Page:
When a life insurance underwriter assesses your risk and approves, rates up (or declines) a policy, it’s a lot like a loan officer reviewing the facts to determine whether you qualify for a loan. You might feel like you can afford that new mortgage, but it it makes your debt to income ratio 70%, it’s not going to fly.

With life insurance, no matter how you feel or what you believe about your health (physical or mental), what matters to the underwriter is what is on the exam and what is contained in your medical records. Providing a glossed over image of the true story, or providing what you think is true, to an agent or putting it on an application is not going to get the prize you want.

There are those clients who are truly trying to pull the wool over the eyes of a life insurance underwriter, hoping to catch them on a Friday afternoon when their attention has turned to more fun opportunities. While a rare case can slip through without adverse information being detected, it still leaves the newly insured with exactly what they deserve for not telling the truth, a policy that won’t pay if they die. For the first two years that a policy is in force, in the event of death, a company reserves the right (the contestable period) to review all of their underwriting on the case. They can even go back and get additional records that they may not have acquired the first time around. Just because you put a policy in force doesn’t mean you beat the system.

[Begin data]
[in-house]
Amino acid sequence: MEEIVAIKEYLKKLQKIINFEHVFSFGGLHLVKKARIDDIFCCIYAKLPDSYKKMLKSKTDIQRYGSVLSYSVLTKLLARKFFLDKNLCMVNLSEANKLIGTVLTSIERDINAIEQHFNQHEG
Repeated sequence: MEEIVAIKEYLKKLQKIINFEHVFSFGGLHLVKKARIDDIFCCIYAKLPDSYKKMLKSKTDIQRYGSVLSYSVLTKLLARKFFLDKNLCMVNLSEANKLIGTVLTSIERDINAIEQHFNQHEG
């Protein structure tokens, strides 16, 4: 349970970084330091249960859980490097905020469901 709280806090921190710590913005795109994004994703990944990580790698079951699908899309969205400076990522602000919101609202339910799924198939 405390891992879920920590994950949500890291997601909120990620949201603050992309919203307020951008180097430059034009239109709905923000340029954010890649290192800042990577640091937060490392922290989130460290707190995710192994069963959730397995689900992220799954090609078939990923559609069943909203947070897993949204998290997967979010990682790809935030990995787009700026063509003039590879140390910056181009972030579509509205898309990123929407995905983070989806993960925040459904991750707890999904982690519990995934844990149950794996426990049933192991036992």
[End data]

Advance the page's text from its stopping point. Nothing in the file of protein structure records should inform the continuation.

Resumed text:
Then there are those clients who truly don’t know (and probably don’t care) what is in their medical records. Their doctor keeps telling them they are “doing just fine and we’ll have you come back in six months and keep an eye on this and an eye on that, but you’re doing great for someone your age, blah, blah, blah, blah, blah!!!!!!!! Anyone who has not taken the time to read their entire medical record and who expects to eventually apply for health or life insurance is a fool. I can’t tell you how unbelievably often doctors will say a feel good thing to a patient and then write the reality in the records.

Bottom line. The life insurance underwriter gets to see your story and then they get to review reality on the way to an underwriting decision. They know more about your health than most of you do.